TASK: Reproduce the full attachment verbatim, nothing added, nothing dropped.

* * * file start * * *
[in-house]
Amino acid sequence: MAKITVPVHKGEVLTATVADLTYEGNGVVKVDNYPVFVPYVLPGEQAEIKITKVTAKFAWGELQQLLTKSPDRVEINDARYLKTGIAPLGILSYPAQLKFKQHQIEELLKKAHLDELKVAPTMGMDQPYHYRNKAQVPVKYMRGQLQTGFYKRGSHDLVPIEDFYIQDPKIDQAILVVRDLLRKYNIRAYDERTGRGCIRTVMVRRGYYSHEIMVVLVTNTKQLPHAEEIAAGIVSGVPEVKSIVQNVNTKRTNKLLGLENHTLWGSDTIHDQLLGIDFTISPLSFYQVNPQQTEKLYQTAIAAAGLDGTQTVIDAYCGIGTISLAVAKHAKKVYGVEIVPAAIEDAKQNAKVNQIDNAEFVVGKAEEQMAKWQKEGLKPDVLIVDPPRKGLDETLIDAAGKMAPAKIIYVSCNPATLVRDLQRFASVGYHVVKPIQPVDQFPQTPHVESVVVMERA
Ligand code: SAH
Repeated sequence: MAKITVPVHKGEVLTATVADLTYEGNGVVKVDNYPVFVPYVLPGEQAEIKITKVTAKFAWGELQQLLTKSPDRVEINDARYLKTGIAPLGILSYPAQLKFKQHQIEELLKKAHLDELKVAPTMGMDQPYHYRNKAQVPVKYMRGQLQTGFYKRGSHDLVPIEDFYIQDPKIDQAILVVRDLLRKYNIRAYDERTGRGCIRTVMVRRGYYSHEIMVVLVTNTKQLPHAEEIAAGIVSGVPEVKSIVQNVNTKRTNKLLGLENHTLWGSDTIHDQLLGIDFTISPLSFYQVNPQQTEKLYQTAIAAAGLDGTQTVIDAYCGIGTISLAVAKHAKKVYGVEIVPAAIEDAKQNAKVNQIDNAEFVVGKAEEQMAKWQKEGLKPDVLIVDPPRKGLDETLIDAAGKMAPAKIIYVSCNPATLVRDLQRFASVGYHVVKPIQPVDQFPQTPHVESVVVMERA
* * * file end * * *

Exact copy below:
[in-house]
Amino acid sequence: MAKITVPVHKGEVLTATVADLTYEGNGVVKVDNYPVFVPYVLPGEQAEIKITKVTAKFAWGELQQLLTKSPDRVEINDARYLKTGIAPLGILSYPAQLKFKQHQIEELLKKAHLDELKVAPTMGMDQPYHYRNKAQVPVKYMRGQLQTGFYKRGSHDLVPIEDFYIQDPKIDQAILVVRDLLRKYNIRAYDERTGRGCIRTVMVRRGYYSHEIMVVLVTNTKQLPHAEEIAAGIVSGVPEVKSIVQNVNTKRTNKLLGLENHTLWGSDTIHDQLLGIDFTISPLSFYQVNPQQTEKLYQTAIAAAGLDGTQTVIDAYCGIGTISLAVAKHAKKVYGVEIVPAAIEDAKQNAKVNQIDNAEFVVGKAEEQMAKWQKEGLKPDVLIVDPPRKGLDETLIDAAGKMAPAKIIYVSCNPATLVRDLQRFASVGYHVVKPIQPVDQFPQTPHVESVVVMERA
Ligand code: SAH
Repeated sequence: MAKITVPVHKGEVLTATVADLTYEGNGVVKVDNYPVFVPYVLPGEQAEIKITKVTAKFAWGELQQLLTKSPDRVEINDARYLKTGIAPLGILSYPAQLKFKQHQIEELLKKAHLDELKVAPTMGMDQPYHYRNKAQVPVKYMRGQLQTGFYKRGSHDLVPIEDFYIQDPKIDQAILVVRDLLRKYNIRAYDERTGRGCIRTVMVRRGYYSHEIMVVLVTNTKQLPHAEEIAAGIVSGVPEVKSIVQNVNTKRTNKLLGLENHTLWGSDTIHDQLLGIDFTISPLSFYQVNPQQTEKLYQTAIAAAGLDGTQTVIDAYCGIGTISLAVAKHAKKVYGVEIVPAAIEDAKQNAKVNQIDNAEFVVGKAEEQMAKWQKEGLKPDVLIVDPPRKGLDETLIDAAGKMAPAKIIYVSCNPATLVRDLQRFASVGYHVVKPIQPVDQFPQTPHVESVVVMERA